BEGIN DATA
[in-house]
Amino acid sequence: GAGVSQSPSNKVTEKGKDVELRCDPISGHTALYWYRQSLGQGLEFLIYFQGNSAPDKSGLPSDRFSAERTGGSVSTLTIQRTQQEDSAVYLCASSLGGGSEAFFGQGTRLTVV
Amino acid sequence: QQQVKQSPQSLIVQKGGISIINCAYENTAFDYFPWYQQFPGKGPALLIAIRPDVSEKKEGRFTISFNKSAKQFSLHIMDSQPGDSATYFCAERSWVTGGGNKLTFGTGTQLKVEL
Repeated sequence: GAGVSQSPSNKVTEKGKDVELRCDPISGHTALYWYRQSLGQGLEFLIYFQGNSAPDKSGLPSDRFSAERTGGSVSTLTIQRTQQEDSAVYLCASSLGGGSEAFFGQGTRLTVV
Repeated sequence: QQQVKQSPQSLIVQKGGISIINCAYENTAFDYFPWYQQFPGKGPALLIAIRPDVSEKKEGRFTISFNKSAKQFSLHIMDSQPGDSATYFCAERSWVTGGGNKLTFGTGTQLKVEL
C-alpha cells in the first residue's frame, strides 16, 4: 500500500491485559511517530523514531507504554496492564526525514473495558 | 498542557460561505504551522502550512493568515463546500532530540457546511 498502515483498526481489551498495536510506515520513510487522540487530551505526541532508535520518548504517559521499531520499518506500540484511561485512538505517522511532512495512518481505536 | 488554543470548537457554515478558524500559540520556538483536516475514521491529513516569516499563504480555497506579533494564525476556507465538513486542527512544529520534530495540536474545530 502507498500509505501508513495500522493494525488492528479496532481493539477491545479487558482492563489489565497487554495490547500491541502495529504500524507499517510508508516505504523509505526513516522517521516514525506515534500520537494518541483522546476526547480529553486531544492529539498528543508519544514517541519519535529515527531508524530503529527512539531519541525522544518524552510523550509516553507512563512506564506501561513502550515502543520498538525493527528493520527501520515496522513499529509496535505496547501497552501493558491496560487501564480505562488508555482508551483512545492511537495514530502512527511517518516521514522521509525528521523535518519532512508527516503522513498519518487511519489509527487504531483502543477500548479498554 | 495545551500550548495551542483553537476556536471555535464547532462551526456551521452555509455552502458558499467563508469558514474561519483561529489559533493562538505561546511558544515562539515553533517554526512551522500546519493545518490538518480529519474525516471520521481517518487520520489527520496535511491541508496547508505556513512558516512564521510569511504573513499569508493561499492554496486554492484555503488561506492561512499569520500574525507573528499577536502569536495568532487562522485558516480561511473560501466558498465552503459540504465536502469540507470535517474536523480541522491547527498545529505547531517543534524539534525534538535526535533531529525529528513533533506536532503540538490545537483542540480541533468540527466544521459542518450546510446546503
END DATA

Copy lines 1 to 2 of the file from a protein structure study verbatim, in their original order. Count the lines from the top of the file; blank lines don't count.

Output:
[in-house]
Amino acid sequence: GAGVSQSPSNKVTEKGKDVELRCDPISGHTALYWYRQSLGQGLEFLIYFQGNSAPDKSGLPSDRFSAERTGGSVSTLTIQRTQQEDSAVYLCASSLGGGSEAFFGQGTRLTVV